The death of Spain’s fascist dictator Francisco Franco in 1975 gave rise to an alternative, adventurous and eclectic movement within Spanish culture, the movida. Next month BFI Southbank will host a season celebrating this brand of cinema with showings of Cria Cuervos (Raise Ravens, 1975) as well as Pedro Almodóvar’s Women on the Verge of a Nervous Breakdown (Mujeres al borde de un ataque de nervios, 1998),and the lesser known titles The Anchorite (El anacoreta, 1977) and Opera Prima (1980).
No-one can consider themself a fan of Spanish director Pedro Almodóvar without seeing one of his most famous films, ¿Qué he hecho yo para merecer esto! or ‘What have I done to deserve this?’ Released in 1984, Almodóvar’s fourth film was his most successful to date, catapulting him onto the international film scene. It can be considered a classic while displaying all the themes and characteristics that still define Almodóvar’s work today in Volver in 2006 and Abrazos rotos in 2009.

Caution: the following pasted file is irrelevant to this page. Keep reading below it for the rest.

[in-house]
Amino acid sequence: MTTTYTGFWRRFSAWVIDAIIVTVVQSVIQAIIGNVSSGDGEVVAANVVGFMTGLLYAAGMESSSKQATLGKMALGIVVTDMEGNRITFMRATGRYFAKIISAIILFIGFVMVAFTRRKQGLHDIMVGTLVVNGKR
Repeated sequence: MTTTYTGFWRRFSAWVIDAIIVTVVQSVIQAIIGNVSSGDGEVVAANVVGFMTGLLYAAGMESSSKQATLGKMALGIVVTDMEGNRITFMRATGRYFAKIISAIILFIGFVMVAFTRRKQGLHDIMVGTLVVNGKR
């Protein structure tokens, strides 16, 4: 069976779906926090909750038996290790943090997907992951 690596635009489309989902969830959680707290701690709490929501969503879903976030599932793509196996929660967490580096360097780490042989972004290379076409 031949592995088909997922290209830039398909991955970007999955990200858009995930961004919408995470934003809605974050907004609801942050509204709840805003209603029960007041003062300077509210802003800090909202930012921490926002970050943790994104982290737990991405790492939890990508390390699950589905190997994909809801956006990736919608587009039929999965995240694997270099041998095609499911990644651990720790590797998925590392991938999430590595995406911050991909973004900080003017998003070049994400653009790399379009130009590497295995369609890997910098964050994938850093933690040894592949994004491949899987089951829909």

Almodóvar described the film as a homage to Italian neorealism, which depicts the poverty and depression of the working class in post-Second World War Italy. In this case Almodóvar depicts the economic struggles of a dysfunctional family in the outskirts of Madrid after Franco’s dictatorship.
But the film is most characterised by Almodóvar’s famous love of colour and the absurd which gained currency during Spain’s transition to democracy and the cultural movement of the movida madrileña. In the 1980s Almodóvar documented Spain’s newfound freedom of expression, experimentation with recreational drugs and use of popular slang in his surreal films. His work has been compared to that of Andy Warhol and the surrealist Spanish film maker Luis Buñuel, who was a member of the daring Generación ‘27 along with Federico García Lorca. Continue reading